Qualcomm’s Quarterly Profit Plummets 40% Amid Apple Legal Battle

Qualcomm's Quarterly Profit Plummets 40% Amid Apple Legal Battle
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Qualcomm’s protracted, globe-spanning legal battle with Apple has proven to be very costly for the chipmaker. The San Diego-based company has reported a steep 40 percent fall in quarterly profit to $865 million, compared to the $1.443 billion it earned last year. Qualcomm cited Apple’s contract manufacturers’ refusal to pay royalties as the primary cause for drop. It also listed a $927 million fine paid to the Korea Free Trade Commission as a factor in its third-quarter results, as well as a $940 million payment to Blackberry.

Shares of the company fell 2.3 percent on Wednesday. Revenues plunged 11 percent over the last year to $5.4 billion, beating analysts’ expectations of $5.26 billion. Qualcomm also reported earnings of 83 cents a share, beating analysts’ estimates of 81 cents.

“We delivered better than expected results in our semiconductor business this quarter, which drove EPS above the midpoint of our expectations versus our April updated guidance,” said Qualcomm CEO Steve Mollenkopf in a press release. “Our products and technologies continue to enable the global smartphone industry, and we are expanding into many exciting new product categories, including automotive, mobile computing, networking and IoT. We believe that we hold the high ground with regard to the dispute with Apple, and we have initiated new actions to protect the well-established value of our technologies.”

Forecasting Qualcomm’s financials has become a messy endeavor ever since its legal brawl with Apple began. Earlier this year, Apple sued Qualcomm in both the US, UK, and Beijing, accusing it of overcharging for chips under its licensing model after years of unsuccessfully attempting to renegotiate the agreement. The iPhone maker vowed to withhold hundreds of millions of dollars worth of promised rebates to its third-party manufacturers, who in turn have not paid the licensing fees to Qualcomm. Qualcomm noted in its press release that it expects that “the recent actions taken by these licensees will continue until the respective disputes are resolved.”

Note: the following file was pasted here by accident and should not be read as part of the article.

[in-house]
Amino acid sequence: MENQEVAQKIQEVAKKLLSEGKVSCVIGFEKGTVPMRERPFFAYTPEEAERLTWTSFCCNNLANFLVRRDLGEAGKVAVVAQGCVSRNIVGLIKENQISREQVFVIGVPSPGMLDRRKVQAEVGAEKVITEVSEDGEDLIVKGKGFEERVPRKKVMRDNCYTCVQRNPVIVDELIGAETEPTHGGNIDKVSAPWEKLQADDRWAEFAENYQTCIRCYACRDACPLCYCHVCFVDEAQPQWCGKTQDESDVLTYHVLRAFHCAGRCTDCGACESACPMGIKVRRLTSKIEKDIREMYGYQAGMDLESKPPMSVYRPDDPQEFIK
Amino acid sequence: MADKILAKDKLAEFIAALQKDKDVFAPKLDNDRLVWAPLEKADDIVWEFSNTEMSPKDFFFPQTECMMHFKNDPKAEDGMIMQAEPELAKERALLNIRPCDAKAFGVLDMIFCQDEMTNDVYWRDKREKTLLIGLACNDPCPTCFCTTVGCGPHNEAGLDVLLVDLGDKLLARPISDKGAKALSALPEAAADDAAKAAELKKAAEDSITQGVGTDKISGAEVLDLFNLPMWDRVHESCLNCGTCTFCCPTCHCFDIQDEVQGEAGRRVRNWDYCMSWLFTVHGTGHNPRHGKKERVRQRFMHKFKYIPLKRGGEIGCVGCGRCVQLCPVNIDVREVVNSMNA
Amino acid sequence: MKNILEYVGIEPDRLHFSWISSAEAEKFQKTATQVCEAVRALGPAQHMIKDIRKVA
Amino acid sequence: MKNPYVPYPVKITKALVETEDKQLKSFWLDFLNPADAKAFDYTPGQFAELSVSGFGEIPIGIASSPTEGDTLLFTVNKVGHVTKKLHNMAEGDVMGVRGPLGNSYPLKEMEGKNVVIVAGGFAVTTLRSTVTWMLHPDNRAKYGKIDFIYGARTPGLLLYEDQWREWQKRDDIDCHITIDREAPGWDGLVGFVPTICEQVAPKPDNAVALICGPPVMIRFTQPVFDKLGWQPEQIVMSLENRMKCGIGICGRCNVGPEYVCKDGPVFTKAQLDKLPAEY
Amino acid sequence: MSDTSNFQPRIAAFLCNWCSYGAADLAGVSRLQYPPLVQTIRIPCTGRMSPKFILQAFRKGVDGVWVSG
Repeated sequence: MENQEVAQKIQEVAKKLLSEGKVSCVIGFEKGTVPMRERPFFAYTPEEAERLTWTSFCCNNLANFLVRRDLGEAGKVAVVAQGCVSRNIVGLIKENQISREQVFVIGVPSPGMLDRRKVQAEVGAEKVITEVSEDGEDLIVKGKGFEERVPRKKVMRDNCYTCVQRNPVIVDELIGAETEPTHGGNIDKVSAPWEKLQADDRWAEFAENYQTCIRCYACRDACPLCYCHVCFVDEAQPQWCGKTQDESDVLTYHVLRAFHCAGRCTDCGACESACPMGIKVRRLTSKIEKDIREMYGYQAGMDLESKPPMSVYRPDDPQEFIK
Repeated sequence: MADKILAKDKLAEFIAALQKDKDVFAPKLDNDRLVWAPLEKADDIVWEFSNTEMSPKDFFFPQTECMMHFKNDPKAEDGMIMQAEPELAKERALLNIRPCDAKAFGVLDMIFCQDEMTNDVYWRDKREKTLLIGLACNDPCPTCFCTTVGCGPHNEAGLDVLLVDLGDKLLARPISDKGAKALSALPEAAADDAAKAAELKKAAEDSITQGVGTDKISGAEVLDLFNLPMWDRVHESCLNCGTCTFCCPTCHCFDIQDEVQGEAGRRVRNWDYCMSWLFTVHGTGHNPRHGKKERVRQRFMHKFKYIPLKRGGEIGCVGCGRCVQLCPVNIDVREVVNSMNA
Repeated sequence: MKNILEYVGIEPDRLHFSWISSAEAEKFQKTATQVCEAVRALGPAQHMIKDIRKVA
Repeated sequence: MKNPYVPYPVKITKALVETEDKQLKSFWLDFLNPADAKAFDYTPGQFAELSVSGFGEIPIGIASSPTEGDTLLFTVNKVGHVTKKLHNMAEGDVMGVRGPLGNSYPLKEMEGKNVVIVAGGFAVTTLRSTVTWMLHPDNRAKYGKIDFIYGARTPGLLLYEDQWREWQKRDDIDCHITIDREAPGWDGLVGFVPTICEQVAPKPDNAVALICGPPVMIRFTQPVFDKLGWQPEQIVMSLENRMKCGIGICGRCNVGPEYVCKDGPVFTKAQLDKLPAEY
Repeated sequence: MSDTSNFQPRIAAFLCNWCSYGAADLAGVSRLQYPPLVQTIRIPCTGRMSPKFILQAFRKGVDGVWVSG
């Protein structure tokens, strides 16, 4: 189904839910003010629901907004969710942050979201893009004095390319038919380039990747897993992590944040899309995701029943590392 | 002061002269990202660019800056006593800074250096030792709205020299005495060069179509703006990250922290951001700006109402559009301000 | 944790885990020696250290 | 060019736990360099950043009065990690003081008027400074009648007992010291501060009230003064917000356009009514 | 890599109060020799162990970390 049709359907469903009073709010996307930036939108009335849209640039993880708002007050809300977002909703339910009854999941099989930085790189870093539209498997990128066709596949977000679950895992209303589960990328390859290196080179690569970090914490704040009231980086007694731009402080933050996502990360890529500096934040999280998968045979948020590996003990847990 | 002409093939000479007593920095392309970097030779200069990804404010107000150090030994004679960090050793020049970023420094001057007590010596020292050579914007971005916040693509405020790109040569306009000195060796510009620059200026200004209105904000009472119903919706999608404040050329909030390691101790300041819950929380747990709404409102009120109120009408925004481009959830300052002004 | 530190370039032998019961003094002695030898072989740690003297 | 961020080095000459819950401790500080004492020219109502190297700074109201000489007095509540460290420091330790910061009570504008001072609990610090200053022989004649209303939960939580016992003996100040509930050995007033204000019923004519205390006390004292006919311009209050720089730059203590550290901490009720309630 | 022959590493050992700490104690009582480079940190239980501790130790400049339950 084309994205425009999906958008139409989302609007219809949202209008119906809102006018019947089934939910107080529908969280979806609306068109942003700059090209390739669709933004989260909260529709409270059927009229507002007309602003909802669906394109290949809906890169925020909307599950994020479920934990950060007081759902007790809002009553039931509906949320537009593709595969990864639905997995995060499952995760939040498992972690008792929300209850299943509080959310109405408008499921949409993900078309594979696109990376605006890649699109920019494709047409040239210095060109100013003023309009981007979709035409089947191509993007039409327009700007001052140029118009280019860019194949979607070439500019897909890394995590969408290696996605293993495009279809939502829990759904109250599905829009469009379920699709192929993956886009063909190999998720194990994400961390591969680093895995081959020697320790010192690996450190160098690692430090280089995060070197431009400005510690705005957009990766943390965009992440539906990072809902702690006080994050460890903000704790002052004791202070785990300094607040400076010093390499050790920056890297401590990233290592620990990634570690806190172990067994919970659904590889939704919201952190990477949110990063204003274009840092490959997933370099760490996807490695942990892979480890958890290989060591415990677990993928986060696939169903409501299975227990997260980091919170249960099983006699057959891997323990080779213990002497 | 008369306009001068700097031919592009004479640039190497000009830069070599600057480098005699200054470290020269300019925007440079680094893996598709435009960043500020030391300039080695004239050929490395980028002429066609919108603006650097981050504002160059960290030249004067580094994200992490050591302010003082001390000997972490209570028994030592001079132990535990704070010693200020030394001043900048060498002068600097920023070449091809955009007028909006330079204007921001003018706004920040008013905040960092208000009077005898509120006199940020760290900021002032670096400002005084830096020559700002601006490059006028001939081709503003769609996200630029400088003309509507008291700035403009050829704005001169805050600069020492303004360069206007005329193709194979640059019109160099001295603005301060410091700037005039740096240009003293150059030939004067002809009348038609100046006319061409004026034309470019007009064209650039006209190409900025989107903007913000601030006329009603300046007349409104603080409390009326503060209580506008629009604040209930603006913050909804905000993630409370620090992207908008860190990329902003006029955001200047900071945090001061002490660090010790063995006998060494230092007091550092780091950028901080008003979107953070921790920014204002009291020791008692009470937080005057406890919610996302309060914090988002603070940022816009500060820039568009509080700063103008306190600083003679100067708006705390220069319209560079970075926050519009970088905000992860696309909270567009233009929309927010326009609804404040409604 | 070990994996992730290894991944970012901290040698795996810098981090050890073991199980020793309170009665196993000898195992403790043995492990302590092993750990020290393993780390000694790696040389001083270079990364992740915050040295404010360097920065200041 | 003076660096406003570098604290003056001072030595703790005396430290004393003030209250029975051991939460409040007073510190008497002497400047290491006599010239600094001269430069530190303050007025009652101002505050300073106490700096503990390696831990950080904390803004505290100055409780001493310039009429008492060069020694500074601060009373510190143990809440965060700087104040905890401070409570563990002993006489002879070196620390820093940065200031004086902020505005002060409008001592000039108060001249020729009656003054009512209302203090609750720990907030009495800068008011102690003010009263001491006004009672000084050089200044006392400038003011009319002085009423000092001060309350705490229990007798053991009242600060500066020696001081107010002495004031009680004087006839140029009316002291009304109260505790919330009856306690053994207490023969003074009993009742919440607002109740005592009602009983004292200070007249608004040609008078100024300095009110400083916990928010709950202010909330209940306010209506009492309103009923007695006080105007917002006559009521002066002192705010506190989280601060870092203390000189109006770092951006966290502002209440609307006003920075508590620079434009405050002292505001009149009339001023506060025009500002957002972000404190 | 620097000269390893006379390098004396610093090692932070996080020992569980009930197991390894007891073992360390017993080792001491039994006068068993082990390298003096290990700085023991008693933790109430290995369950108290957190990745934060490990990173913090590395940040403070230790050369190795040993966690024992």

“You can’t pay something when there’s a dispute about the amount–you don’t know how much to pay,” Apple CEO Tim Cook argued. “I don’t believe anyone is going to decide to enjoin the iPhone based on that,” he also noted, referring to the possibility that Qualcomm might seek to have iPhone sales blocked. “I think that there’s plenty of case law around that subject, but we shall see.”

Mollenkompf’s response was that his company was charging a “fair value” for its intellectual property. Qualcomm is the world’s leading manufacturer of modem chips which allow nearly every smartphone to connect to wireless networks. Most of its profits come from the highly lucrative licensing agreements it has inked with phone-manufacturers.

Qualcomm has filed a number of lawsuits in retaliation. In April, it launched a countersuit accusing Apple of banding together with rival Samsung to induce regulatory action against it, and also claimed that the iPhone maker gave misleading statements to government officials. Qualcomm has also launched a lawsuit against four of Apple’s overseas manufacturers— Foxconn, Compal, Wistron, and Pegatron– for the unpaid royalties. In the latest salvo, Qualcomm asked the International Trade Commission to ban imports of select iPhone and iPad models into the US earlier this month.

Though neither party seems ready to back down, Mollenkompf has maintained an upbeat attitude in public. Earlier this week at Fortune’s Brainstorm Tech Conference in Aspen, Colorado, Mollenkompf expressed optimism that the dispute would eventually settle out of court.

“There’s not really anything new going on,” Mollenkopf said. “Those things tend to get resolved out of court and there’s no reason why I wouldn’t expect that to be the case here.”

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